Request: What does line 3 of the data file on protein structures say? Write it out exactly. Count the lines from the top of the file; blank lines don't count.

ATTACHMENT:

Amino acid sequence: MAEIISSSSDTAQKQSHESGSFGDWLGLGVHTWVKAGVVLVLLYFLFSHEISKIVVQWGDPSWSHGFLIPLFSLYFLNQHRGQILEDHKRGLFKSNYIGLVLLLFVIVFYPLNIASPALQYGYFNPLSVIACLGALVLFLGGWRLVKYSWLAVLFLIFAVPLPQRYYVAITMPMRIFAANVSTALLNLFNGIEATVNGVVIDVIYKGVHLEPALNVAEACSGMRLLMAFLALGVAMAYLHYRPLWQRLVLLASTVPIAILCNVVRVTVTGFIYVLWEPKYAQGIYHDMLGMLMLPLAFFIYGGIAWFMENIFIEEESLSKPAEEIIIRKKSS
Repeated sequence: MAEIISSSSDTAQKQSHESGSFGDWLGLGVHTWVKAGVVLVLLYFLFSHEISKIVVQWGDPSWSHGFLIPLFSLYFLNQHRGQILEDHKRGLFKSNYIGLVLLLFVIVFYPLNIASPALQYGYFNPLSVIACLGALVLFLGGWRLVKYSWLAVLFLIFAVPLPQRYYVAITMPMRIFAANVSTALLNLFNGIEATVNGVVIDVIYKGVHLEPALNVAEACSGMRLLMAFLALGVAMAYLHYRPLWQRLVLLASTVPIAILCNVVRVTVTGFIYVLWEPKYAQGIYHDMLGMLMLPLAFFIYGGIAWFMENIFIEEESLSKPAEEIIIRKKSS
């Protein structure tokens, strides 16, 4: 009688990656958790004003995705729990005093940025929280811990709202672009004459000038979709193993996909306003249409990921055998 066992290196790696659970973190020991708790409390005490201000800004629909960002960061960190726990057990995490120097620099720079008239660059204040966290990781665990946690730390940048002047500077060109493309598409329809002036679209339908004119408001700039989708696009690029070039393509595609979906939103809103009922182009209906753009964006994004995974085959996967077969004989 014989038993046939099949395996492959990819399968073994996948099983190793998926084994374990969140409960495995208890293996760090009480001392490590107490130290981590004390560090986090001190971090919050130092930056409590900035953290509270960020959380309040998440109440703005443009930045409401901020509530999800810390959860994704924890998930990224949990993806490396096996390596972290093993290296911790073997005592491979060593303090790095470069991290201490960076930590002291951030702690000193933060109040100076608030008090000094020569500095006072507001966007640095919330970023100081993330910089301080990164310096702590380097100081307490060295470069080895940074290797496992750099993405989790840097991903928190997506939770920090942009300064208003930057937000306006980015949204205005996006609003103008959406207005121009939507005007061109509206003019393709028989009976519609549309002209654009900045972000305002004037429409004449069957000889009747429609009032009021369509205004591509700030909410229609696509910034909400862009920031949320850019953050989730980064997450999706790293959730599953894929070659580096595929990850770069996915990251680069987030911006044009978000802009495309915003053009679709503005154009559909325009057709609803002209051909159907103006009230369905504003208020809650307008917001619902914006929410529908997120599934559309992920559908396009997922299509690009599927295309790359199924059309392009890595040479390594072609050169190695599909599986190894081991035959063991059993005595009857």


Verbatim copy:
């Protein structure tokens, strides 16, 4: 009688990656958790004003995705729990005093940025929280811990709202672009004459000038979709193993996909306003249409990921055998 066992290196790696659970973190020991708790409390005490201000800004629909960002960061960190726990057990995490120097620099720079008239660059204040966290990781665990946690730390940048002047500077060109493309598409329809002036679209339908004119408001700039989708696009690029070039393509595609979906939103809103009922182009209906753009964006994004995974085959996967077969004989 014989038993046939099949395996492959990819399968073994996948099983190793998926084994374990969140409960495995208890293996760090009480001392490590107490130290981590004390560090986090001190971090919050130092930056409590900035953290509270960020959380309040998440109440703005443009930045409401901020509530999800810390959860994704924890998930990224949990993806490396096996390596972290093993290296911790073997005592491979060593303090790095470069991290201490960076930590002291951030702690000193933060109040100076608030008090000094020569500095006072507001966007640095919330970023100081993330910089301080990164310096702590380097100081307490060295470069080895940074290797496992750099993405989790840097991903928190997506939770920090942009300064208003930057937000306006980015949204205005996006609003103008959406207005121009939507005007061109509206003019393709028989009976519609549309002209654009900045972000305002004037429409004449069957000889009747429609009032009021369509205004591509700030909410229609696509910034909400862009920031949320850019953050989730980064997450999706790293959730599953894929070659580096595929990850770069996915990251680069987030911006044009978000802009495309915003053009679709503005154009559909325009057709609803002209051909159907103006009230369905504003208020809650307008917001619902914006929410529908997120599934559309992920559908396009997922299509690009599927295309790359199924059309392009890595040479390594072609050169190695599909599986190894081991035959063991059993005595009857």